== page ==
Investigating the chemical and isotopic kinetics of aerobic methane oxidation in the Northern US Atlantic Margin, Hudson Canyon

Wednesday, 16 December 2015
Poster Hall (Moscone South)
Eric W Chan1, John D Kessler1, Alan M Shiller2, Molly C Redmond3, Eleanor C Arrington1 and David L Valentine4, (1)University of Rochester, Rochester, NY, United States, (2)University of Southern Mississippi, Dept. of Marine Science, Stennis Space Center, MS, United States, (3)University of North Carolina at Charlotte, Charlotte, NC, United States, (4)University of California Santa Barbara, Santa Barbara, CA, United States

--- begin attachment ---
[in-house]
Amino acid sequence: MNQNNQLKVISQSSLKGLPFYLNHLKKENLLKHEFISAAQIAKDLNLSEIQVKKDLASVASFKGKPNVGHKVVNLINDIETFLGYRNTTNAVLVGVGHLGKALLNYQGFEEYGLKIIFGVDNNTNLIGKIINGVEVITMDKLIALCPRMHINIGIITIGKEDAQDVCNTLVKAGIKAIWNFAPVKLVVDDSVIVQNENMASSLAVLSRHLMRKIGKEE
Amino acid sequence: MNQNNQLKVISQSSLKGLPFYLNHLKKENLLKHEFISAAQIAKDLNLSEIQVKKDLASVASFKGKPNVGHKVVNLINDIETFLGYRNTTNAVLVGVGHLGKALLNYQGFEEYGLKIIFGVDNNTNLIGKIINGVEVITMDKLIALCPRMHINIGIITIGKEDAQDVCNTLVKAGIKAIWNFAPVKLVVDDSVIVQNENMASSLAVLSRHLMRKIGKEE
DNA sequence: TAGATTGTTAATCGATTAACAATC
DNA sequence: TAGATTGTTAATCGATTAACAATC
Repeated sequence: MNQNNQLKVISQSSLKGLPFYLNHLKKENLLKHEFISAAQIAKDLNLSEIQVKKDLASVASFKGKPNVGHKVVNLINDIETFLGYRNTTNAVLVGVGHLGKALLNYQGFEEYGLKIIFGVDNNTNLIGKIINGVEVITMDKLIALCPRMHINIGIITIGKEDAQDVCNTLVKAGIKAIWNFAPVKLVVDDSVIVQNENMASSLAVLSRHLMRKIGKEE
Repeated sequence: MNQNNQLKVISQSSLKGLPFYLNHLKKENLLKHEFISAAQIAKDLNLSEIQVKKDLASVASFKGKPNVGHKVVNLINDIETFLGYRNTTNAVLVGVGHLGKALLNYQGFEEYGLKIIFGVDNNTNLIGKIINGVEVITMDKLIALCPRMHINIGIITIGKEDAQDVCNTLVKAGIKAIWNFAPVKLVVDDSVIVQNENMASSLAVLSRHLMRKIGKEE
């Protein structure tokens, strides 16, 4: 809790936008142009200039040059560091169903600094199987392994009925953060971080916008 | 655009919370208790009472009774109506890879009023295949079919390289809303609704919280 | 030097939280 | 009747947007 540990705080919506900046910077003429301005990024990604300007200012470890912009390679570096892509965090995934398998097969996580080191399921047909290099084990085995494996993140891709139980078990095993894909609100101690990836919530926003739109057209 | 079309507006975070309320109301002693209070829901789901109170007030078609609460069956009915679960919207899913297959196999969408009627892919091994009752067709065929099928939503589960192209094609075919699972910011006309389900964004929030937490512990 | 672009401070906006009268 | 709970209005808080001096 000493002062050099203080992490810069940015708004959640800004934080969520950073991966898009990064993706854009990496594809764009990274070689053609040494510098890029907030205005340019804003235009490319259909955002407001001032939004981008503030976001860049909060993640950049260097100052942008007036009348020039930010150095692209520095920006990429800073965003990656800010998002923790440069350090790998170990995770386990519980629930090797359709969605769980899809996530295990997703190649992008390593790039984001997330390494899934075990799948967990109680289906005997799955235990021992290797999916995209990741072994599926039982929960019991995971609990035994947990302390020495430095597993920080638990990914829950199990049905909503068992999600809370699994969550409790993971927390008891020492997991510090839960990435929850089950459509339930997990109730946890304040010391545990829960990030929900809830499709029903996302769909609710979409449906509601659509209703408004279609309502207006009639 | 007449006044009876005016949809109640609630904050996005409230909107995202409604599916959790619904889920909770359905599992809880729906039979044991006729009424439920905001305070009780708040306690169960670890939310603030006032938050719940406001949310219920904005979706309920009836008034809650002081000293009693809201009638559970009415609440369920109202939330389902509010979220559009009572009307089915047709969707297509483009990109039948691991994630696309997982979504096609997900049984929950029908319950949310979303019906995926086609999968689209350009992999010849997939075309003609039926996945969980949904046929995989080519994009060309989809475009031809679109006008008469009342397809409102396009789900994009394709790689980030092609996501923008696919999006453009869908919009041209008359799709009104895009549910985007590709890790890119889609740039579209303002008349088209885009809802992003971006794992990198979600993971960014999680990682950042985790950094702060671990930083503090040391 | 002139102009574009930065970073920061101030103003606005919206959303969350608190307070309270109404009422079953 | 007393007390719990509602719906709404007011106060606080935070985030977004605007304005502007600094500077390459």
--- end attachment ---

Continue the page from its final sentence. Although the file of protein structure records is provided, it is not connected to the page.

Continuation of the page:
Recent discoveries of methane seepage along the US Atlantic margin have led to speculation on the fate of the released methane. Here we examine the kinetics of aerobic methane oxidation to gain a fundamental understanding of this methane sink. In order to look at this process in its entirety, a unique mesocosm incubation system was developed with a Dissolved Gas Analyzer System (DGAS) to monitor in real time the chemical and isotopic changes involved with aerobic methane oxidation. This system measures changes in methane, carbon dioxide, and oxygen concentrations as well as the stable carbon isotopes of methane and carbon dioxide with time. In addition samples are strategically removed to characterize trace metals, nutrients, cell counts, and microbial community genetics. This presentation will detail the results obtained from samples collected inside the Hudson Canyon at the edge of the methane clathrate stability zone and outside the Hudson Canyon, not influenced by the methane seepage. These results show that in both environments along the Atlantic margin, methane was consumed aggressively but the timing of consumption varied based on location. In addition, these results are leading to insights into the chemical requirements needed for aerobic methane oxidation and the resulting isotopic fractionation.